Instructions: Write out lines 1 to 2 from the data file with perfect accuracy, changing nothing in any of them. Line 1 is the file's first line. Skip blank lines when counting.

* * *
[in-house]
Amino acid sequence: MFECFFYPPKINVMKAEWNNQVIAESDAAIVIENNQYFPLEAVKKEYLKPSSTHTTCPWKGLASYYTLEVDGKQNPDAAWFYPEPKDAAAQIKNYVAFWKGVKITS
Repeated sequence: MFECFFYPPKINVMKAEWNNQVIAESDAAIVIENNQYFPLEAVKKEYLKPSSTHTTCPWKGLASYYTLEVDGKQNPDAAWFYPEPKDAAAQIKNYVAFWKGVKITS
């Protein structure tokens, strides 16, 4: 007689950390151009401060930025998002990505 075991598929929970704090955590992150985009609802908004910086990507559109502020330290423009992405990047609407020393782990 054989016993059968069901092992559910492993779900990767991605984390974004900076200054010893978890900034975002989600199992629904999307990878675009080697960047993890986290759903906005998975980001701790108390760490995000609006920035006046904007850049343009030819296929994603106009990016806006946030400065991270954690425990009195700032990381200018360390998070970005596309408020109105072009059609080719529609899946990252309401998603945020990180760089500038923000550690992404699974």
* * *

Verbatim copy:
[in-house]
Amino acid sequence: MFECFFYPPKINVMKAEWNNQVIAESDAAIVIENNQYFPLEAVKKEYLKPSSTHTTCPWKGLASYYTLEVDGKQNPDAAWFYPEPKDAAAQIKNYVAFWKGVKITS